SpaceX launches NASA's Surface Water and Ocean Topography spacecraft

SpaceX launches NASA's Surface Water and Ocean Topography spacecraft

Today, December 16, SpaceX launched NASA’s Surface Water and Ocean Topography (SWOT) spacecraft to orbit. The mission is a collaboration between the United States’ NASA, France’s Centre National d’Études Spatiales, the Canada Space Agency, and the United Kingdom Space Agency. The SWOT satellite is designed to survey Earth’s oceans and lakes to detect the effects of climate change and its impact on the environment. With the data collected, the international group of scientists also hope to make Earth a better place by thinking of innovative ways to manage our planet’s freshwater budget. Water is a finite precious resource.  “Warming seas, extreme weather, more severe wildfires – these are only some of the consequences humanity is facing due to climate change,” said NASA Administrator Bill Nelson. “The climate crisis requires an all-hands-on-deck approach, and SWOT is the realization of a long-standing international partnership that will ultimately better equip communities so that they can face these challenges."

SpaceX’s Falcon 9 rocket lifted off at 3:46 a.m. PT from Space Launch Complex 4E at the Vandenberg Space Force Base in California, carrying. SWOT to orbit. The rocket’s first-stage booster supporting this mission is identified as B1071-6; It previously launched five missions, including: the National Reconnaissance Office NROL-87 mission and NROL-85 mission, the SARah-1 mission, and two Starlink missions. The SWOT spacecraft  deployment was the booster’s sixth flight.



Approximately eight minutes after liftoff, SpaceX recovered the booster by landing it at the Space Force Base’s Landing Zone 4. It marked SpaceX’s 156th landing of an orbital-class rocket and the 130th time it reused a previously-flown booster.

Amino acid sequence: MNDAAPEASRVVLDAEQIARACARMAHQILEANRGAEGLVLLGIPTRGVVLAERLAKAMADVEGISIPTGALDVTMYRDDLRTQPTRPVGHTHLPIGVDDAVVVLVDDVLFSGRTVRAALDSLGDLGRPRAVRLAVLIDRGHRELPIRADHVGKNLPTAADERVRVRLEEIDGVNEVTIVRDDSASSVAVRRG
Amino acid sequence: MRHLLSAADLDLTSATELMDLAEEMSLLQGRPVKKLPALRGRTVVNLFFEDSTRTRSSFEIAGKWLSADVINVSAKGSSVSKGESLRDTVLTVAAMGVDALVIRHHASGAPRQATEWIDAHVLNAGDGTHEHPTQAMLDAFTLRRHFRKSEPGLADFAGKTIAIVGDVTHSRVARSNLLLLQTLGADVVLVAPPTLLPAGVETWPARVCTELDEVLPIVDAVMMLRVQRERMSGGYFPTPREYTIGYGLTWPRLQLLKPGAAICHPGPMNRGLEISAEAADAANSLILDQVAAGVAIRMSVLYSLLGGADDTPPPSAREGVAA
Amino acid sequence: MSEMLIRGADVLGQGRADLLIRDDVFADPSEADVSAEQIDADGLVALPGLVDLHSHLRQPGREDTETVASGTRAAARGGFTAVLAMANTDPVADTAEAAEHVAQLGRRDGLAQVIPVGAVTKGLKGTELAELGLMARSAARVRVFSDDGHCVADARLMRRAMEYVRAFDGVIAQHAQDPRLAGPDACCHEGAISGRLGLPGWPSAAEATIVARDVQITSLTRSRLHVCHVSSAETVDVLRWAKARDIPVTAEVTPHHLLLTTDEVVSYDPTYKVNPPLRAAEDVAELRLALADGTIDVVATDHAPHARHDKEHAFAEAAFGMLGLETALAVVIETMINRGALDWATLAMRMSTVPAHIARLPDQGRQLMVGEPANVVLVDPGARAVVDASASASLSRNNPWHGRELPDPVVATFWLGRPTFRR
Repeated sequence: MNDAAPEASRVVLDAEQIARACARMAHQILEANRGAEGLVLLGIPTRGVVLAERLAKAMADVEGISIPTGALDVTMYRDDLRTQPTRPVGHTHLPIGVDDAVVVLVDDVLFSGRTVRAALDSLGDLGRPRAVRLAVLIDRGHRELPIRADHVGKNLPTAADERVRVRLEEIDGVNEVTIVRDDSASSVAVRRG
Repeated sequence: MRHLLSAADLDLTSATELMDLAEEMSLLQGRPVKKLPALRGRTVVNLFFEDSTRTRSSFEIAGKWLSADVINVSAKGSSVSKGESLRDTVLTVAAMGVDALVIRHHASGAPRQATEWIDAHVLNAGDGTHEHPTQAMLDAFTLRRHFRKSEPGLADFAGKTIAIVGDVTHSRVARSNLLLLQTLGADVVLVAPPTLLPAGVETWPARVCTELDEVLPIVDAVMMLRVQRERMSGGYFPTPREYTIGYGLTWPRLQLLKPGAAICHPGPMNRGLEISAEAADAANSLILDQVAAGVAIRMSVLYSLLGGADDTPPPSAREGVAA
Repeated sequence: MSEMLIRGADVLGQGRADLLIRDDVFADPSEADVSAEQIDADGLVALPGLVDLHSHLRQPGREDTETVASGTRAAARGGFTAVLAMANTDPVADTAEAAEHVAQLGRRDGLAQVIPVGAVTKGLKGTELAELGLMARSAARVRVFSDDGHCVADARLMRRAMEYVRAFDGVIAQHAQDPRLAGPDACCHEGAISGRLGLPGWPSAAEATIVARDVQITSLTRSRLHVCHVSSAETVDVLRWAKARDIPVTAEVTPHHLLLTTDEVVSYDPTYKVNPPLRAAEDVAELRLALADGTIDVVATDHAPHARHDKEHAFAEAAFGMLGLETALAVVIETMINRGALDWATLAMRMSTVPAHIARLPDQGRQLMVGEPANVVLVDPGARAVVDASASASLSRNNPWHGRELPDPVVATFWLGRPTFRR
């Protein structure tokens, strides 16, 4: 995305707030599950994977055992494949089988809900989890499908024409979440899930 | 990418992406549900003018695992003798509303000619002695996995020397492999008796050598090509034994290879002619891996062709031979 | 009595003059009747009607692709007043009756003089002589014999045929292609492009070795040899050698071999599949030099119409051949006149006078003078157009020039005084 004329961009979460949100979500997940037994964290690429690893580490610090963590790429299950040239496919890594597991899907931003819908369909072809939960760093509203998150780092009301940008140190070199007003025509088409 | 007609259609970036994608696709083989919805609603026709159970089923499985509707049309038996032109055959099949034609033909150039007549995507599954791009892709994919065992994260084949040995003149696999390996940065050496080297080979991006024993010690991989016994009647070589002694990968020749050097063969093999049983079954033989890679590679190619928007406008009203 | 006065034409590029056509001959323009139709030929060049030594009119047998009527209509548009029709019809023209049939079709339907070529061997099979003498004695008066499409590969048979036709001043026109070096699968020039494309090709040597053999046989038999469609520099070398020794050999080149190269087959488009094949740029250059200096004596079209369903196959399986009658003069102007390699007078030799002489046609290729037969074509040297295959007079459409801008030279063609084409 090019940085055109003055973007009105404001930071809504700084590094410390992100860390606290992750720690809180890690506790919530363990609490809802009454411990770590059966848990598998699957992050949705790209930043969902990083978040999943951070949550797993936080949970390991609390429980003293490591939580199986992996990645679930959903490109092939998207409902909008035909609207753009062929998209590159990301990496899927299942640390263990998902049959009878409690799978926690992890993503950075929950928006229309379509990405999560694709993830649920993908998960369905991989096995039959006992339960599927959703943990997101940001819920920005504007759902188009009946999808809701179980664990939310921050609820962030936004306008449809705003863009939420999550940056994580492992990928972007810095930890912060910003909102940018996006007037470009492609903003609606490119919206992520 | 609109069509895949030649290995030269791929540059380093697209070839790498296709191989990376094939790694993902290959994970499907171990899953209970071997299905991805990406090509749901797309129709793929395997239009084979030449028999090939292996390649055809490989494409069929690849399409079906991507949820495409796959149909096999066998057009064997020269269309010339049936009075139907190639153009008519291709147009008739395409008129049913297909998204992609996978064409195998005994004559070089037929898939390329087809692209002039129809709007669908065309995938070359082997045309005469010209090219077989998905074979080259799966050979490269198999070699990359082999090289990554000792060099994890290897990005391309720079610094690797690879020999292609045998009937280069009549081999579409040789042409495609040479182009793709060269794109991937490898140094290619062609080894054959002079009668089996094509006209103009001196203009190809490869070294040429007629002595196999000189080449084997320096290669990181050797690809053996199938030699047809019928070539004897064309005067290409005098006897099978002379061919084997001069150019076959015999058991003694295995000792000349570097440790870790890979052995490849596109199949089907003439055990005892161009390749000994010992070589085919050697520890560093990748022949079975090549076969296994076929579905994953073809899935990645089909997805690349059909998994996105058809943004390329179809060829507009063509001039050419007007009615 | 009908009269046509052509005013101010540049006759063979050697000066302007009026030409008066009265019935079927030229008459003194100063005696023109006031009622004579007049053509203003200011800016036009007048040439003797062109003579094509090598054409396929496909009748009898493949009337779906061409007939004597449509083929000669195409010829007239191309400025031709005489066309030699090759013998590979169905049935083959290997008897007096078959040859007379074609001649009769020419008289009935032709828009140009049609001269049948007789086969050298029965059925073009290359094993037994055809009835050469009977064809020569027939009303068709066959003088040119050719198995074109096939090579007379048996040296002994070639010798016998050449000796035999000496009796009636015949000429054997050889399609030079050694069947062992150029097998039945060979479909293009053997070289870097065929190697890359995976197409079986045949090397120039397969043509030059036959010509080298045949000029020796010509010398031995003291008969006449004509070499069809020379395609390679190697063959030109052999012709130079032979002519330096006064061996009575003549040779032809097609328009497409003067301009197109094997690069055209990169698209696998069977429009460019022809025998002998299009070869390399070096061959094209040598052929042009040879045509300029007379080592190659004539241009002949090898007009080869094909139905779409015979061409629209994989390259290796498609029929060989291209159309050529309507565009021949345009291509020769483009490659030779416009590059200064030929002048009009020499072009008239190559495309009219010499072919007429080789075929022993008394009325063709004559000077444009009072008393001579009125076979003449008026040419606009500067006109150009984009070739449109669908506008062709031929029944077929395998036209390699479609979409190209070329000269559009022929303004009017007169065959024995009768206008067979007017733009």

The SWOT satellite was deployed to orbit around 52-minutes after liftoff. It was launched to a non-sun-synchronous orbit with a final altitude 857 kilometers above Earth. –“What a spectacular launch! Welcome to the era of SWOT!” said Nadya Vinogradova Shiffer, NASA’s director of ocean physics. The SWOT satellite is capable of monitoring and collecting 3D volumetric data across more than 90% of Earth’s oceans, lakes, and rivers every 21 days; sending back one terabyte of unprocessed data per day.



"After SWOT separated from the second stage of a SpaceX Falcon 9 rocket, ground controllers successfully acquired the satellite’s signal. Initial telemetry reports showed the spacecraft in good health. SWOT will now undergo a series of checks and calibrations before it starts collecting science data in about six months,” shared NASA representatives at Jet Propulsion Laboratory.

The primary instrument of the SWOT satellite is the Ka-band radar interferometer (KaRIn), which is designed to bounce “radar pulses off the water’s surface and receive the return signal using two antennas on either side of the spacecraft.” This enables engineers to receive precise measurement of the height of the water’s surface across two 50-kilometers-wide areas. “We’re eager to see SWOT in action,” said Karen St. Germain, NASA Earth Science Division director. “This satellite embodies how we are improving life on Earth through science and technological innovations. The data that innovation will provide is essential to better understanding how Earth’s air, water, and ecosystems interact – and how people can thrive on our changing planet.”

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 Featured Image Source: SpaceX

About the Author

Evelyn Janeidy Arevalo

Evelyn Janeidy Arevalo

Evelyn J. Arevalo joined Tesmanian in 2019 to cover news as a Space Journalist and SpaceX Starbase Texas Correspondent. Evelyn is specialized in rocketry and space exploration. The main topics she covers are SpaceX and NASA.

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